The Hoary Sunray is part of the everlasting paper daisy tribe (Gnaphalieae). This group has more than 2000 species worldwide, including around 500 species in Australia. They occur in habitats from the arid zone to the Australian Alps and make up about half of Australia’s native daisy diversity.

The Queen of Sheba is part of a group of ground orchids that are also very diverse in Australia. They represent approximately 75 per cent of Australia’s orchid diversity.

The Queen of Sheba orchid has some unique features, in particular its floral traits. As a result, this species is of high scientific and horticultural value. (Photo copyright David Blumer.)

Because there are no reference genomes for these groups yet, the genome sequences of the Hoary Sunray and the Queen of Sheba will support many aspects of research, such as understanding the evolution and diversity of our flora.

These genome sequences also have potential to aid environmental monitoring and detection of illicit trade of orchids.

A high value species

The Queen of Sheba and related orchids have lustrous blue colour and unique patterns that make them very interesting for horticulture. Because of this, we think that understanding more about the genetic underpinnings of the highly unusual radial symmetry of these flowers will enable new insights into orchid flower development.

The Queen of Sheba is also of considerable conservation concern. A reference genome will enable researchers to carry out rigorous conservation genomic studies. The ultimate goal is to prop up wild populations and reintroduce this orchid into areas where it has previously become extinct.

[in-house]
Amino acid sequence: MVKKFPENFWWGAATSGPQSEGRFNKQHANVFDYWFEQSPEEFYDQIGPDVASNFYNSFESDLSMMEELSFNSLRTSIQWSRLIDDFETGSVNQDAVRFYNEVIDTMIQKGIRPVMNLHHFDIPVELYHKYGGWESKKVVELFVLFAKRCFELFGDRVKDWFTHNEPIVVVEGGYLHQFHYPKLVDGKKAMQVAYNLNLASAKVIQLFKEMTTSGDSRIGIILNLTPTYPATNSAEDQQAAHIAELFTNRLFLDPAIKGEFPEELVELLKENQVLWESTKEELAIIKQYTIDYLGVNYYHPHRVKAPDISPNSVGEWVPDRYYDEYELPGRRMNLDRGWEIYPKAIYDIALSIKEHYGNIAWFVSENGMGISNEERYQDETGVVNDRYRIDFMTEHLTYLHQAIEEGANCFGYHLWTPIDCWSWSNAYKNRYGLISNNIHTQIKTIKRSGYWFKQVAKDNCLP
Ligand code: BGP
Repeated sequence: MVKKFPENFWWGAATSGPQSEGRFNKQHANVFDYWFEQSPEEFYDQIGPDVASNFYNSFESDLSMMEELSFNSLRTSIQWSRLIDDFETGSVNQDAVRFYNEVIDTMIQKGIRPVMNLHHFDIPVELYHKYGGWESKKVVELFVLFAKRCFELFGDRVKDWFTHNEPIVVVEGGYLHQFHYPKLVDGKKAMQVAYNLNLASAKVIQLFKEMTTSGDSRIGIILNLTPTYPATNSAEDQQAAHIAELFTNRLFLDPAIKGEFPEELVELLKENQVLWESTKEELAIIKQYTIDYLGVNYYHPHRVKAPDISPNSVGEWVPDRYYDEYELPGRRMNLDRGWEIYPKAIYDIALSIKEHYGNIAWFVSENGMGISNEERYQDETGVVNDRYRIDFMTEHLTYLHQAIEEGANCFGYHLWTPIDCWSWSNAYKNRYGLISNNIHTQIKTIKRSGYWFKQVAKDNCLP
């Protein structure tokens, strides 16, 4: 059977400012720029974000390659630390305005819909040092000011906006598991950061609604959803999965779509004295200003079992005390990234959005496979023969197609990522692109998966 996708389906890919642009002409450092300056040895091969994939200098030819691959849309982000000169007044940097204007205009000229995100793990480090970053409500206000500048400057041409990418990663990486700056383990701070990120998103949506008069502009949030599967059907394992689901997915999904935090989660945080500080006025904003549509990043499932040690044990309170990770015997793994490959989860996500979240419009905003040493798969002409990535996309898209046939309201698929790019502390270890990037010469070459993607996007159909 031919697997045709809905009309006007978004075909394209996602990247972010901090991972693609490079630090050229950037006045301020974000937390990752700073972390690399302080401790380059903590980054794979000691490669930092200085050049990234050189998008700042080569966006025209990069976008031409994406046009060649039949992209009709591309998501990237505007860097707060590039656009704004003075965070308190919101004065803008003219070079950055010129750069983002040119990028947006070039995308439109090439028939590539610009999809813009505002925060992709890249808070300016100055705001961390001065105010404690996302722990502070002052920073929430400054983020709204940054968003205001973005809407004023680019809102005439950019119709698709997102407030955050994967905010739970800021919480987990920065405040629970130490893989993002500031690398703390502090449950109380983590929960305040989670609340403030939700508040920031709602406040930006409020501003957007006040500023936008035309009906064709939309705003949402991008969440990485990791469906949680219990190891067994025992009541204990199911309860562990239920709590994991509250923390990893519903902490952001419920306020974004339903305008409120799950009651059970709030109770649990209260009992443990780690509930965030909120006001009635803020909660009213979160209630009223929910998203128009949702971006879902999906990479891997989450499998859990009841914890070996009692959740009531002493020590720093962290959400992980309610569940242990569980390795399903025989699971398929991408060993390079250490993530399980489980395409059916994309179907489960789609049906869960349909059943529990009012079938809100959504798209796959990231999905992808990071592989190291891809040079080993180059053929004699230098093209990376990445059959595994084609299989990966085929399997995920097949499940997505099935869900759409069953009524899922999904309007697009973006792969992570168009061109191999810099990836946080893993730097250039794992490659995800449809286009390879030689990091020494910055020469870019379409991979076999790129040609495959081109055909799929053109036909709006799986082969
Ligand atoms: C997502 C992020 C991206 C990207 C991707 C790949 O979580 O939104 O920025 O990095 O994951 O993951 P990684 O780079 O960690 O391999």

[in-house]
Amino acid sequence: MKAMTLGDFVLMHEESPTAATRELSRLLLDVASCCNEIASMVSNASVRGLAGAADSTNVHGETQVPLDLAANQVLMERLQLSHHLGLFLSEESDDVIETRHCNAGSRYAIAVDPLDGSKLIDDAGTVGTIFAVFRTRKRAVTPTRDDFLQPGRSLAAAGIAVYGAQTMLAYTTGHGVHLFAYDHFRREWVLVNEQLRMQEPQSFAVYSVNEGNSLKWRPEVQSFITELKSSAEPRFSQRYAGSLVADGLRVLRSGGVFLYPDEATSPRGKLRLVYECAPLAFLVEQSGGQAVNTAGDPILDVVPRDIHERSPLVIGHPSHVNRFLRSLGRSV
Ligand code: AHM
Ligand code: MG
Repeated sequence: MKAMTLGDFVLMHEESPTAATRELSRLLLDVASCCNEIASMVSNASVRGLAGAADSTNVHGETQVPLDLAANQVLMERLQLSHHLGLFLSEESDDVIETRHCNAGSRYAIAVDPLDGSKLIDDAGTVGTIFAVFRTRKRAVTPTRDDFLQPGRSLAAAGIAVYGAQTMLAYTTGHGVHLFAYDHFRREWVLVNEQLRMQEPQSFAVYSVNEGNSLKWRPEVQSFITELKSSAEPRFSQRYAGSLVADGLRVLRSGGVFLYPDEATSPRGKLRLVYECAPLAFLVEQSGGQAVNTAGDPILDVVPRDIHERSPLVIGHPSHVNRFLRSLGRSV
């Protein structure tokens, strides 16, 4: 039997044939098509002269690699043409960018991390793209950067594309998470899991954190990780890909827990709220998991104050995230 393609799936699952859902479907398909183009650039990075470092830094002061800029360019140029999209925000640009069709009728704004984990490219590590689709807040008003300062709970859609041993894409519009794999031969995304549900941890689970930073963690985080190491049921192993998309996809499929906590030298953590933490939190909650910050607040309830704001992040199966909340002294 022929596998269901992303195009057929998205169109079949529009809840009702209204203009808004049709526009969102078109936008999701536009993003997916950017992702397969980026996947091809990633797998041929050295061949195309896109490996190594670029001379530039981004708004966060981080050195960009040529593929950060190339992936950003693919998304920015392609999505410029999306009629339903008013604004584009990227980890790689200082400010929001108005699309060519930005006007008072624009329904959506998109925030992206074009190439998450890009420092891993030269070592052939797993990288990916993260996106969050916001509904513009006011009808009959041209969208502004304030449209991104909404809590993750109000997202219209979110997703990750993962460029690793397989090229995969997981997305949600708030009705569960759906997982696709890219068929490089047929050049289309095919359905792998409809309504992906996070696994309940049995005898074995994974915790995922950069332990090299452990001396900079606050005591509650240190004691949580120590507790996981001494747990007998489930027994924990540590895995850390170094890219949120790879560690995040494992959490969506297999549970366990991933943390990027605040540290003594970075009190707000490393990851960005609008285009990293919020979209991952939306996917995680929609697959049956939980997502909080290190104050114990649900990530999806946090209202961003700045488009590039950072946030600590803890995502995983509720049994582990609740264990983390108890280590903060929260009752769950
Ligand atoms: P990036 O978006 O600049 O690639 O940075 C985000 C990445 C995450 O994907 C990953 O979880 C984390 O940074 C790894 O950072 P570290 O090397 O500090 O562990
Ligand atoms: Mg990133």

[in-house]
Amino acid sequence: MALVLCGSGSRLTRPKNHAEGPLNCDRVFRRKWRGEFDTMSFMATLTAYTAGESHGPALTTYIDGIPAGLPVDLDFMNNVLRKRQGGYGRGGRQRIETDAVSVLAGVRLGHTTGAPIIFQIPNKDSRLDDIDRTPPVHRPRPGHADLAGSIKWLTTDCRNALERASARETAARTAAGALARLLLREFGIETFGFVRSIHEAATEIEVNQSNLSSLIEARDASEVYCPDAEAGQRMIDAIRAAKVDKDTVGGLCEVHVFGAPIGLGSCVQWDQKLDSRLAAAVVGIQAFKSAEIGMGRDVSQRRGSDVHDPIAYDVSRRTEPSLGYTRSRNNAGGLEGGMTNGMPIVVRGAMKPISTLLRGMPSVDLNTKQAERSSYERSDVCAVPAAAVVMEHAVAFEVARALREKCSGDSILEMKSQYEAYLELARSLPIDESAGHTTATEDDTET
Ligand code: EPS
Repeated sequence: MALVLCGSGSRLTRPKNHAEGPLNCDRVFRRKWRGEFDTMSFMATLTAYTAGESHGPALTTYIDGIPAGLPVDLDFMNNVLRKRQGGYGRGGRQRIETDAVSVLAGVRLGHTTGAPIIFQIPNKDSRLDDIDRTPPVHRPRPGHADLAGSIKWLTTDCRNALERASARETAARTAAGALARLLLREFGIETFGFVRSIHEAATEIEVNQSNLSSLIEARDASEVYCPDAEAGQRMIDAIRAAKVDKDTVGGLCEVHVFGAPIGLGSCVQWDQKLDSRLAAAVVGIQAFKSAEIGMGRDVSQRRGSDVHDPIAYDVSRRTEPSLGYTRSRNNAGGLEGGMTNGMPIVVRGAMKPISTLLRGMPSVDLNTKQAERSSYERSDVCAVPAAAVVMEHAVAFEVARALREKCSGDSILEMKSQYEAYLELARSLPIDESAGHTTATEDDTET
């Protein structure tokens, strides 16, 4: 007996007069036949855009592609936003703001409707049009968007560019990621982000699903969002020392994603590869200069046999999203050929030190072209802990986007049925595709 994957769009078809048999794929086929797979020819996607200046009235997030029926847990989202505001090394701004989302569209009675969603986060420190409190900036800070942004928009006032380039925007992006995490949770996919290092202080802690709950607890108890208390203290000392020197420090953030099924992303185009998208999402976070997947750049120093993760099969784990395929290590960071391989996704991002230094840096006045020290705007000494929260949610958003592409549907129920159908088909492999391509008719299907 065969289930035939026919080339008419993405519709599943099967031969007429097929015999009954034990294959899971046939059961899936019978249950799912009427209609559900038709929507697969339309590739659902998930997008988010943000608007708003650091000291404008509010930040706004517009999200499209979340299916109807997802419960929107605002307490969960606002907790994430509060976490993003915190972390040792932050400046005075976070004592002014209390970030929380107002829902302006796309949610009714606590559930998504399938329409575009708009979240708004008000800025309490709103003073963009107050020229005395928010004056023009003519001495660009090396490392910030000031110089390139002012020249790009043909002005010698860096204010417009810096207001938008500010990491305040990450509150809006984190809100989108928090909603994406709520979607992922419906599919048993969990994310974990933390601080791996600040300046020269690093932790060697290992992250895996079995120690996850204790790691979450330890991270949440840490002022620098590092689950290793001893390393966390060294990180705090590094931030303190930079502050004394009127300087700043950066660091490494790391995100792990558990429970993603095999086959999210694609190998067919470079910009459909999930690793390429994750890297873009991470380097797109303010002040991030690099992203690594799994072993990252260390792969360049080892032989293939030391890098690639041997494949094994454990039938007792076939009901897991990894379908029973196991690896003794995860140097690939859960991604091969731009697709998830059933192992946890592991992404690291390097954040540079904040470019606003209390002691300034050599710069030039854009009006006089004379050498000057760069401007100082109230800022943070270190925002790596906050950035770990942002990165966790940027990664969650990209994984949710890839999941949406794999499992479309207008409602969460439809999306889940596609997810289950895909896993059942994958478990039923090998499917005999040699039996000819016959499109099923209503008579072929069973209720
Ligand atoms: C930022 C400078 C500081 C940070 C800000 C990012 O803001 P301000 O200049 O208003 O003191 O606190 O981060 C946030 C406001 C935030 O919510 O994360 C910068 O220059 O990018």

Genomics for Australian Plants

The Genomics for Australian Plants Framework Initiative consortium is sequencing the genomes of important and iconic Australian native flora. In 2020, the GAP consortium initiated seven reference genome projects, including the Queen of Sheba orchid and the Hoary Sunray daisy.

The Consortium is supported by funding from: Bioplatforms Australia (enabled by NCRIS), the Ian Potter Foundation, Royal Botanic Gardens Victoria, Royal Botanic Gardens and Domain Trust, CSIRO, Centre for Australian National Biodiversity Research and Department of Biodiversity, Conservation and Attractions, Western Australia.

Dr Katharina Nargar leads the orchid research program at the Australian Tropical Herbarium. Dr Alexander Schmidt-Lebuhn researches daisies at the Centre for Australian National Biodiversity Research. They are working with the Genomics for Australian Plants consortium on sequencing the genomes of Australian plants.

The Australian Tropical Herbarium is a joint venture between CSIRO, Australian and Queensland Governments and James Cook University. The Centre for Australian National Biodiversity Research is a joint venture between Parks Australia’s Australian National Botanic Gardens and CSIRO.